By Bill Reiner, CFP®, ChFC®
Charitable giving helps the causes that are important to us, while also helping to reduce our tax burden. And because of the difficult year 2020 has been for so many, you may be looking to give more if you’re able. But how and when you choose to give to others can affect how much of a tax benefit you receive. That’s more true this year because of the CARES Act. Learn how “bunched giving” in your charitable strategy can help you make the most of your charitable deductions.
Why Bunch Your Charitable Giving?
The current standard tax deduction for married couples filing jointly rose to $24,000 starting in 2018 due to the Tax Cuts and Jobs Act. Because of that higher dollar figure, it makes more sense for many taxpayers to take the standard deduction rather than go through the hassle of itemizing. However, taking the standard deduction means that you can’t deduct charitable contributions from your tax bill.
Enter bunched charitable giving. With bunched giving, you “bunch” your planned giving for two years into one tax year. By doing that, you help ensure you are giving enough in one year so that itemizing makes sense, while opting for the standard deduction in the other years.
Thanks to the CARES Act, individual donors can deduct more in cash contributions than in years past, which can make 2020 a good year to consider donating a greater amount. You can deduct up to 100% of your adjusted gross income in 2020, compared to 60% in years past. Because of that, you may also look to sell appreciated securities this year, and then donate the cash value, instead of just donating the securities themselves.
Give Through A Donor-Advised Fund
What if you would like to contribute money by a year-end deadline but don’t want to rush through your giving decisions? One way to do that is through a donor-advised fund, which lets you contribute a sum of money at once, then distribute those funds to nonprofits on your schedule, which can span years if you prefer. Note that you can contribute securities or other assets besides cash to a donor-advised fund.
For example, you can contribute $30,000 today to a donor-advised fund, capturing the total amount as a tax deduction for the current tax year, then donate $10,000 a year to causes you care about for the next three years. This allows you to “bunch” your contribution so you can itemize, and yet still give annually to your selected charities.
Most large financial firms offer donor-advised funds to their clients, and a financial advisor can help you navigate whether this option would work for your charitable giving plans. The money you contribute to a donor-advised fund can be invested through the firm’s investment options for tax-free growth.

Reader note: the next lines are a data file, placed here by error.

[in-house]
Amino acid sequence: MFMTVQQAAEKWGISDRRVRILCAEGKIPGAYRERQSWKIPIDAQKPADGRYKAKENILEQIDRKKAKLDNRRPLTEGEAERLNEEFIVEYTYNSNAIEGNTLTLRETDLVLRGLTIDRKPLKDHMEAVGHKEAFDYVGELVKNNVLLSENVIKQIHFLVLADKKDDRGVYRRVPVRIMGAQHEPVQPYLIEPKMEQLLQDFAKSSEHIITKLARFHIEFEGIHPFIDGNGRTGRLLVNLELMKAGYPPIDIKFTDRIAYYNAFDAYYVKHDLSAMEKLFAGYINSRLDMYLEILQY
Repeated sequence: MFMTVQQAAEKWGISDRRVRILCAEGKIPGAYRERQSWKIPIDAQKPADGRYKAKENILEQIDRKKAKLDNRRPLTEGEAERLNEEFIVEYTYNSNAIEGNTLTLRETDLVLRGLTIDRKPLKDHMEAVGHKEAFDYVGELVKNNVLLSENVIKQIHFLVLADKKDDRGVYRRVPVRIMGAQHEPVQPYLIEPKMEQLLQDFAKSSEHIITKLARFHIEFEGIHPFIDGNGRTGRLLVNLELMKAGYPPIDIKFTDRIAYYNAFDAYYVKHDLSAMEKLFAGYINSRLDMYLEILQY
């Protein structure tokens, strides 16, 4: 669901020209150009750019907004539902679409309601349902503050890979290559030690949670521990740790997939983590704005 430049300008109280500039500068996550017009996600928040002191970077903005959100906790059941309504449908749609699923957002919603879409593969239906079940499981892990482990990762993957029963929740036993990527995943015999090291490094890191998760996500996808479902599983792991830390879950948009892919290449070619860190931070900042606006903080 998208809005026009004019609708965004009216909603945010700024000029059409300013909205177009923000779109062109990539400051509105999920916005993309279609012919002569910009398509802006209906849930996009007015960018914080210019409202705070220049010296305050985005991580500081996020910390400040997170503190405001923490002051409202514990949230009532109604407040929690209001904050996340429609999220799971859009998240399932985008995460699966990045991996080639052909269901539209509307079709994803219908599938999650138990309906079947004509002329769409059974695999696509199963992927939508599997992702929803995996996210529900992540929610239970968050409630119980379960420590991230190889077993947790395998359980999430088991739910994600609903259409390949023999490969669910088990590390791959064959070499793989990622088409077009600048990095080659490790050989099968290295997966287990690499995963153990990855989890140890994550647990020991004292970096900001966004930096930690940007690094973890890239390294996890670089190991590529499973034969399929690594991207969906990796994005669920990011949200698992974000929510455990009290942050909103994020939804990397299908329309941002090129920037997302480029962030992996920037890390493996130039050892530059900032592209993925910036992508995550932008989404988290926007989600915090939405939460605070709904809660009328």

Contributing to a donor-advised fund can also be a smart strategy if you want to capture the tax benefits of charitable giving before the end of a calendar year but haven’t had the time or don’t want to rush how you distribute the money. Note that cash donated to a donor-advised fund is not eligible for the higher cash deduction limit under the CARES Act.
Qualified Charitable Distribution
A qualified charitable deduction (QCD) may be another opportunity for your year-end planned giving. A QCD involves directing the required minimum distribution (RMD) those over age 70½ must take directly to the charity. This contribution counts toward your RMD for the year and yet is excluded from your taxable income. In years past, your charitable contribution would simply offset the taxable income from the distribution. This is no longer the case. The maximum allowable amount you can donate this way is $100k.
It’s important to note that the CARES Act eliminated RMDs for 2020, so this may not be the best strategy for 2020, but certainly one to consider in future years if you are faced with such distributions.
Maximize Your Charitable Giving
Many of us want to give back. Having a strategy for your charitable giving can bring you rewards, but creating a charitable giving plan can be complicated. If you’re one of my existing clients, we can always meet to obtain an update on your circumstances and see if any adjustments should be made. If not and you’re interested in learning more, call me at (215) 340-2360, email firstname.lastname@example.org, or schedule a free 30-minute consultation by clicking here.
About Bill Reiner, CFP®, ChFC®, Financial Advisor
Bill has been in the financial industry since 1995, earning numerous professional designations, including the Certified Financial PlannerTM Certification in 1999. Clients work with Bill because of his honesty and unwavering devotion to superior client service. He helps clients discover what financial strategies work best in helping them achieve their goals and objectives. When taking on new clients, he works diligently to gain their trust and help them understand the solutions he recommends.